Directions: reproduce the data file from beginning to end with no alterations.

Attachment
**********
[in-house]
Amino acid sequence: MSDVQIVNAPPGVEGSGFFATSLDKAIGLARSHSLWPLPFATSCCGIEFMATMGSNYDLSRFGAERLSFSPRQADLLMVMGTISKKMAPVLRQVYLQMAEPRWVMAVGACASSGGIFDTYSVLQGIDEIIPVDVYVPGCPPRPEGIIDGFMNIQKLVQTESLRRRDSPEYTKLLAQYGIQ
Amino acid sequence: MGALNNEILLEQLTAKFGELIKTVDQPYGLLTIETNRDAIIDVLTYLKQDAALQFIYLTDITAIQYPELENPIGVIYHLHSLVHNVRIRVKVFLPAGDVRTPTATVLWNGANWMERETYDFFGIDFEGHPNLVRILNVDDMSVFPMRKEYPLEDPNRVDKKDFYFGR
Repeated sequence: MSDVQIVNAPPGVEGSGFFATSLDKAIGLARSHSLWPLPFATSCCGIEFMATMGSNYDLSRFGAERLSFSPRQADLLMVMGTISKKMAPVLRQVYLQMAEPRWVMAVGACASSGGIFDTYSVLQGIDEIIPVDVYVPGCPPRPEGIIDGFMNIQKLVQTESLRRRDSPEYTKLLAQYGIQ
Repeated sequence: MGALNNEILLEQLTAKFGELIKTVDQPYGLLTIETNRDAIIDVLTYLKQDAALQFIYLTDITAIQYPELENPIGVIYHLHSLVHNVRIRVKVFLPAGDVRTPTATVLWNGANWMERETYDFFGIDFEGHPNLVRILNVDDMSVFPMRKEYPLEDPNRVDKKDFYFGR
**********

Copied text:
[in-house]
Amino acid sequence: MSDVQIVNAPPGVEGSGFFATSLDKAIGLARSHSLWPLPFATSCCGIEFMATMGSNYDLSRFGAERLSFSPRQADLLMVMGTISKKMAPVLRQVYLQMAEPRWVMAVGACASSGGIFDTYSVLQGIDEIIPVDVYVPGCPPRPEGIIDGFMNIQKLVQTESLRRRDSPEYTKLLAQYGIQ
Amino acid sequence: MGALNNEILLEQLTAKFGELIKTVDQPYGLLTIETNRDAIIDVLTYLKQDAALQFIYLTDITAIQYPELENPIGVIYHLHSLVHNVRIRVKVFLPAGDVRTPTATVLWNGANWMERETYDFFGIDFEGHPNLVRILNVDDMSVFPMRKEYPLEDPNRVDKKDFYFGR
Repeated sequence: MSDVQIVNAPPGVEGSGFFATSLDKAIGLARSHSLWPLPFATSCCGIEFMATMGSNYDLSRFGAERLSFSPRQADLLMVMGTISKKMAPVLRQVYLQMAEPRWVMAVGACASSGGIFDTYSVLQGIDEIIPVDVYVPGCPPRPEGIIDGFMNIQKLVQTESLRRRDSPEYTKLLAQYGIQ
Repeated sequence: MGALNNEILLEQLTAKFGELIKTVDQPYGLLTIETNRDAIIDVLTYLKQDAALQFIYLTDITAIQYPELENPIGVIYHLHSLVHNVRIRVKVFLPAGDVRTPTATVLWNGANWMERETYDFFGIDFEGHPNLVRILNVDDMSVFPMRKEYPLEDPNRVDKKDFYFGR